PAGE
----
Which Bit Matters?

I just left the Clinical Entrepreneur Pit Stop Event, ran by NHS Innovation (I’ll do a full write up soon!), but it was incredibly useful getting feedback from seasoned entrepreneurs and pioneers as usual.

This pit stop talked a lot about how to fund raise from VCs, Angels as well as creating partnerships with different organisations.

I think entrepreneurship is all about walking a path that hasn’t been walked before.  Walking an un-walked path unlocks value that hasn’t been released before.  It was interesting to hear how fundraising is one of those things that you just can’t innovate on though!  You just have to play things by the book and put in a lot of due diligence.

I think that examining things and questioning things is important.

Often people will perceive that running a successful company means getting Angel investing, followed by VC funding.  Often people feel that to be successful you have to fund-raise.

But what actually makes an entrepreneur successful?  Can we dissect the actions of really successful entrepreneurs and figure out what they were trying to say with their advice around fundraising.

When looking at the successful entrepreneurs, they all had something in common: they made something that the market really wanted!

The fundraising came as a result of having created something that was needed!

When getting ready for bed, people brush their teeth, get into their pyjamas, turn the light off, lie on a soft surface of some kind, turn the lights off and then shut their eyes.  Actually the only two things you need to do to get to sleep is lie down (or sit) and shut your eyes.  Everything else is superfluous to what you need to do.

I think startups and businesses are the same.  Fundraising isn’t a must, creating something the market wants is.  The rest of the actions are just following the motions.

Creating Tension

Michael Schrage has written about what great organisations do.

And his term for it is:

“Who do you want your customers to become?”

I think this is similar to asking “what change do you want to make?”.

Harley Davidson is an amazing brand, worth billions of dollars.  Not because they make the best bikes in the world, but because they’ve turned a group of “outsiders” into “insiders”.  These outsiders used to be disrespected and frowned upon.  But when these people come together they feel something.  Harley Davidson made change happen.

Why is it that so many people line up outside the Apple Store for the newest phone?  It’s because Apple has made us into consumers that now have good taste in digital goods.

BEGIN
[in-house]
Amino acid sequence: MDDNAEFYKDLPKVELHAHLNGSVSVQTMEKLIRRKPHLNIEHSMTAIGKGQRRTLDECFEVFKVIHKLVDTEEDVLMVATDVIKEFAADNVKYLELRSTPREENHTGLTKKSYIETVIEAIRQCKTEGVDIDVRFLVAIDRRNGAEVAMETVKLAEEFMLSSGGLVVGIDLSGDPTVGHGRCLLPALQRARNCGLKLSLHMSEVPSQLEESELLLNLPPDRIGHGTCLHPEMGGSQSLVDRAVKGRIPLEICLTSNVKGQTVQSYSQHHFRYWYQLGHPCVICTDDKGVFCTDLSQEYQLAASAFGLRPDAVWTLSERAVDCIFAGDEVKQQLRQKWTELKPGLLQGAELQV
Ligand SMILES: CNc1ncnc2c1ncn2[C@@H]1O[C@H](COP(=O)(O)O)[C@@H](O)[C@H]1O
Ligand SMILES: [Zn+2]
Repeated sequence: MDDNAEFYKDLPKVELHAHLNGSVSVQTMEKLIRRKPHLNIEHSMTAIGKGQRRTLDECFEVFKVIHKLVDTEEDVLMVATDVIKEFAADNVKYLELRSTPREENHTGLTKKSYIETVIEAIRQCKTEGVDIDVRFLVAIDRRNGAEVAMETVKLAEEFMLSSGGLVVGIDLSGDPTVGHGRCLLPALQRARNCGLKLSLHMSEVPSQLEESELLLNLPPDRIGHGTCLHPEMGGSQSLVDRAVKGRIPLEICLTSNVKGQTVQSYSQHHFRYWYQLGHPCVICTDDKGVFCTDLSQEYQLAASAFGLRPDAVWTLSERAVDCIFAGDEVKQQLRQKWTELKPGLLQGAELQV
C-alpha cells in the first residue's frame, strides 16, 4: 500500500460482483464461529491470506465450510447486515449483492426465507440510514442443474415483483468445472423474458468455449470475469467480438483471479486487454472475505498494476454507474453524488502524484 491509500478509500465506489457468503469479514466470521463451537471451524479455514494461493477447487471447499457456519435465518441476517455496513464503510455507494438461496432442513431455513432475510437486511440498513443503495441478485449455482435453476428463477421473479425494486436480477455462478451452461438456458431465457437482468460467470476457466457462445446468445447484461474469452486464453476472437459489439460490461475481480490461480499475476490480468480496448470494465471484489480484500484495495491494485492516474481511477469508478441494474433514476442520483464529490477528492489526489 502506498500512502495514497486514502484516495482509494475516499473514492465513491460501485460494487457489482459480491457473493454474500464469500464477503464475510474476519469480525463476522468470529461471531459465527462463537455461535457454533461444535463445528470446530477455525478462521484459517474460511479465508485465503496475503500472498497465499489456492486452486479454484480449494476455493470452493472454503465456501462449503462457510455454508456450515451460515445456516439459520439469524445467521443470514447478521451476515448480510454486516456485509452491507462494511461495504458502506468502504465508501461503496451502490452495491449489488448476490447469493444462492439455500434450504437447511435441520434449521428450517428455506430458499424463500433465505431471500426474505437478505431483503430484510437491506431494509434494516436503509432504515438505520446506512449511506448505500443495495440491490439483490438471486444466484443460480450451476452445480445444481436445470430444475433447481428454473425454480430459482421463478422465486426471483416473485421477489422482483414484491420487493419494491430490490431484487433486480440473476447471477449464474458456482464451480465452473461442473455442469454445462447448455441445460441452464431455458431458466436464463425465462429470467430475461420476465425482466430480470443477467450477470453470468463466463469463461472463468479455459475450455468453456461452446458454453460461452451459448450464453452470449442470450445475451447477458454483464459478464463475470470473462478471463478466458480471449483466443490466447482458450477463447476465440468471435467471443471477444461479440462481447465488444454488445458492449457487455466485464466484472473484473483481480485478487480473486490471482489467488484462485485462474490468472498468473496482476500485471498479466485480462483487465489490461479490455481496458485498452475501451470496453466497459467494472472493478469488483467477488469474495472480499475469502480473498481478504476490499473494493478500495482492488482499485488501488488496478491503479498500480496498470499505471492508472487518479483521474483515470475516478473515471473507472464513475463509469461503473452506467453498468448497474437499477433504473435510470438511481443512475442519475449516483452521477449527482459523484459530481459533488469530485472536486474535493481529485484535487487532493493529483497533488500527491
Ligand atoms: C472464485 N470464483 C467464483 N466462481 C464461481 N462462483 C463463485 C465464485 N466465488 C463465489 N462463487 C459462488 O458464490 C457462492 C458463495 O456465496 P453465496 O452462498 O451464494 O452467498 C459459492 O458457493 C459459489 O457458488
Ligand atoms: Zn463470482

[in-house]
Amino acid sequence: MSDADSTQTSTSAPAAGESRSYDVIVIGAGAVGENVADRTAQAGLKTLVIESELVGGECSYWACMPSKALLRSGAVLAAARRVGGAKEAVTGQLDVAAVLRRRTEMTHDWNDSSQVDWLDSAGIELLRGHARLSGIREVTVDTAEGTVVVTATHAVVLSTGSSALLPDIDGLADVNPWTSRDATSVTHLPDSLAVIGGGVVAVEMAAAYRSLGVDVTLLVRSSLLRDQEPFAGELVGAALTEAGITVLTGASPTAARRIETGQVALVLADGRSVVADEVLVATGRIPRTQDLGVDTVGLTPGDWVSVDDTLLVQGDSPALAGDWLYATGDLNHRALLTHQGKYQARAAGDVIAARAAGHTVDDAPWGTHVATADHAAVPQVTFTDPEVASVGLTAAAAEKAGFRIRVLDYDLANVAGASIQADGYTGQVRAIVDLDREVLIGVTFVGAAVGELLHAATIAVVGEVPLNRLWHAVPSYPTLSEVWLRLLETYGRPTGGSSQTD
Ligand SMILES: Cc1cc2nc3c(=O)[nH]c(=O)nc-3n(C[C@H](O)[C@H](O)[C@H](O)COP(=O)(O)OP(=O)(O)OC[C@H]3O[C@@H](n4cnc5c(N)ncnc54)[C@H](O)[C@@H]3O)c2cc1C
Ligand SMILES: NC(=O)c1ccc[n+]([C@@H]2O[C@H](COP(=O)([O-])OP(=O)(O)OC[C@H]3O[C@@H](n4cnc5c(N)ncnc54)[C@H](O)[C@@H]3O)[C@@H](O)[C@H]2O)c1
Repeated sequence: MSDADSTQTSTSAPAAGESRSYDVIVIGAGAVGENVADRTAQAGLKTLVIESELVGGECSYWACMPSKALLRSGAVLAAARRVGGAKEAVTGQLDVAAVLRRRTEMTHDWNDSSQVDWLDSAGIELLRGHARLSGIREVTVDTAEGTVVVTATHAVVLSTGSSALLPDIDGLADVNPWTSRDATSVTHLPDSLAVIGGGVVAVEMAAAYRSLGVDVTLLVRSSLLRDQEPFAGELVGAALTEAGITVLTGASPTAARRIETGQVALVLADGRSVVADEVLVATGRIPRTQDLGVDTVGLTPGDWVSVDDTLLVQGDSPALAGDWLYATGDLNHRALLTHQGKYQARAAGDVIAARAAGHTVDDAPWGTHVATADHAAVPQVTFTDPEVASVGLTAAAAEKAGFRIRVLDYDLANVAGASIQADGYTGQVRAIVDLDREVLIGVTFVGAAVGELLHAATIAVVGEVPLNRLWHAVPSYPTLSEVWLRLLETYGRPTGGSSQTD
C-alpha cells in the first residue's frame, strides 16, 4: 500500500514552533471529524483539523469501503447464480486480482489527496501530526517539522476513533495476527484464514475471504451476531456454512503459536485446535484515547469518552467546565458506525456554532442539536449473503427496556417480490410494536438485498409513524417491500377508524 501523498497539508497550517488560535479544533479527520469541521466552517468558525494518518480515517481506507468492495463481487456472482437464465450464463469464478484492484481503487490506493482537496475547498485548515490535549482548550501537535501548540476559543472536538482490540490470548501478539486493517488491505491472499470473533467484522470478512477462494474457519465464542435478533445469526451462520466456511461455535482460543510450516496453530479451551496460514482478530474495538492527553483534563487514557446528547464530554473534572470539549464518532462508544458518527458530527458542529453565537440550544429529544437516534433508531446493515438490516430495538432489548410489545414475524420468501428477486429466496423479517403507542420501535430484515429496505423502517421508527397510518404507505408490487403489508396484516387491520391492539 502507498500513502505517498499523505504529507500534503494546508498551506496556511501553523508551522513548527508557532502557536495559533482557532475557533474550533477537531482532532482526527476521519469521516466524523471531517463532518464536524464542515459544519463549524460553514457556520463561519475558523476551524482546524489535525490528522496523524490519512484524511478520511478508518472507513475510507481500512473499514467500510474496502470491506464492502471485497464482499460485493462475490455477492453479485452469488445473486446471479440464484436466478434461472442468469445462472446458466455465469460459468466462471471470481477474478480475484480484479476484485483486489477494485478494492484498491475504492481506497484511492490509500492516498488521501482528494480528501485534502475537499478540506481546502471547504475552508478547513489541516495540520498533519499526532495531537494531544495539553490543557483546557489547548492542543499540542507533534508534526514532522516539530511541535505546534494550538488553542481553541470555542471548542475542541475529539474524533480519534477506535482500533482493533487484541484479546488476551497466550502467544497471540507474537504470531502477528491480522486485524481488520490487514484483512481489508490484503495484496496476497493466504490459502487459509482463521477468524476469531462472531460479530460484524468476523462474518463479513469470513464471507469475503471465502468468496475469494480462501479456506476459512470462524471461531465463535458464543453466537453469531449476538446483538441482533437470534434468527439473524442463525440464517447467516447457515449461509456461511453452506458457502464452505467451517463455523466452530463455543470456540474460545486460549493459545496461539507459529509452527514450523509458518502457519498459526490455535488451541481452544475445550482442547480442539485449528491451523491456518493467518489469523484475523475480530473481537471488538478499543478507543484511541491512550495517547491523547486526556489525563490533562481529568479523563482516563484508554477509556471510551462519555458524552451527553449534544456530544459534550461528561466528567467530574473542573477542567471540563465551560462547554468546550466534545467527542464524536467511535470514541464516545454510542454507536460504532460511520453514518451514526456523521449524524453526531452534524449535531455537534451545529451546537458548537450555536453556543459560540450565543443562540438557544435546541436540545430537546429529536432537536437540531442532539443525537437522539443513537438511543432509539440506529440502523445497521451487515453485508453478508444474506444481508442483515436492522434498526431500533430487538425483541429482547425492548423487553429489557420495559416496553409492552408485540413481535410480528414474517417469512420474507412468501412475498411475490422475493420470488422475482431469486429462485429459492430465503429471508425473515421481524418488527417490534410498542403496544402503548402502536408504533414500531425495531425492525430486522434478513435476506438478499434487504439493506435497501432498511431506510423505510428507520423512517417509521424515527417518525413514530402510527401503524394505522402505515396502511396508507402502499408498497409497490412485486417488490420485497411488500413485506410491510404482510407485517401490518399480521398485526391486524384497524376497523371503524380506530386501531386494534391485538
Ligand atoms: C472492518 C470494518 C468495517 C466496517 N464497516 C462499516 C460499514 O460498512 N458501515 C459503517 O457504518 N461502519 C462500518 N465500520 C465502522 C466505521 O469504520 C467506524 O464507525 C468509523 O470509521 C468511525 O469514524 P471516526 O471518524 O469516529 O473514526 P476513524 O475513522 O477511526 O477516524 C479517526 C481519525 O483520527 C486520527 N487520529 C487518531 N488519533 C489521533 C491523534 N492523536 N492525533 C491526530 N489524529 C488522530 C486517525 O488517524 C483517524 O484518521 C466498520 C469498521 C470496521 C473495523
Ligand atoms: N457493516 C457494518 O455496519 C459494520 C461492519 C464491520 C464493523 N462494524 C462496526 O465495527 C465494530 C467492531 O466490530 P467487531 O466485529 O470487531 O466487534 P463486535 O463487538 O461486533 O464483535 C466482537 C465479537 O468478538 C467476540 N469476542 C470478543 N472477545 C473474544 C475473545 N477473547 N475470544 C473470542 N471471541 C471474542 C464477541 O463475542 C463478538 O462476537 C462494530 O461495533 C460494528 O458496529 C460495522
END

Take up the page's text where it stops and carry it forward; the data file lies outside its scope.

If we are going to make change.  You and I – what change are we going to make with our work?

I think doing important work means you have to be the one “in the spot”.  To do important work means you have to choose to be the one in the spot.

Being in the spot doesn’t mean it’s your “job” to do the work, or that the “dummies guide” told you to do the work.  It doesn’t mean you’re doing it because “everyone else is doing it”.

The work that matters, the work that we have the chance to create in our lives, is never work that other people could do.  It’s never the work being done by lots and lots of people.

The work that matters is the type of work where people would miss you if you were gone.  The work that matters is the type of work where people would be sad if you stopped.

Most of use work in organisations.  And most organisations are obsessed with authority.  “Can he do that?” “How come he didn’t ask me if he could do that?”  “Can I do that?”  “Who has the authority?”  “Who has the authority to spend for this?”  “Give me a raise so I can tell other people what to do.”

And this search for authority informs most of the bureaucracies in our life.  If you only had more authority, the thinking goes, then you could get “on the spot” and do the work that matters.

Well, no one’s giving you authority any time soon.  But there is something else you can take any time you want; responsibility.

People who take responsibility get responsibility.  No one gives it to you, you take it.  And what comes with it is the willingness to give away credit.  If you are giving away credit and taking responsibility when things go wrong, there is a looooong line of people out the door who want to work with you.

And this is super hard.  Because not only do you have to go “on the spot” and say; “I am going to do this”, but then you have to be responsible for what happens next.

Which leads to this huge idea about change.  Because when we do work that matters, we are changing other people.

There are two problems when creating change in other people: other people don’t want to change and we (ourselves) don’t want to be responsible for creating change.  Tension in us, tension in them.

Think of a great artist from centuries ago.  Got someone?  They created art that was universally hated by everyone!  Whether it’s Jackson Pollock or Elvis.  That person is hated.  But that person says “No!” and says “I’m making it anyway!”.

But it’s ok, because it was their responsibility and they wanted to create a change.

Are you willing to create this tension?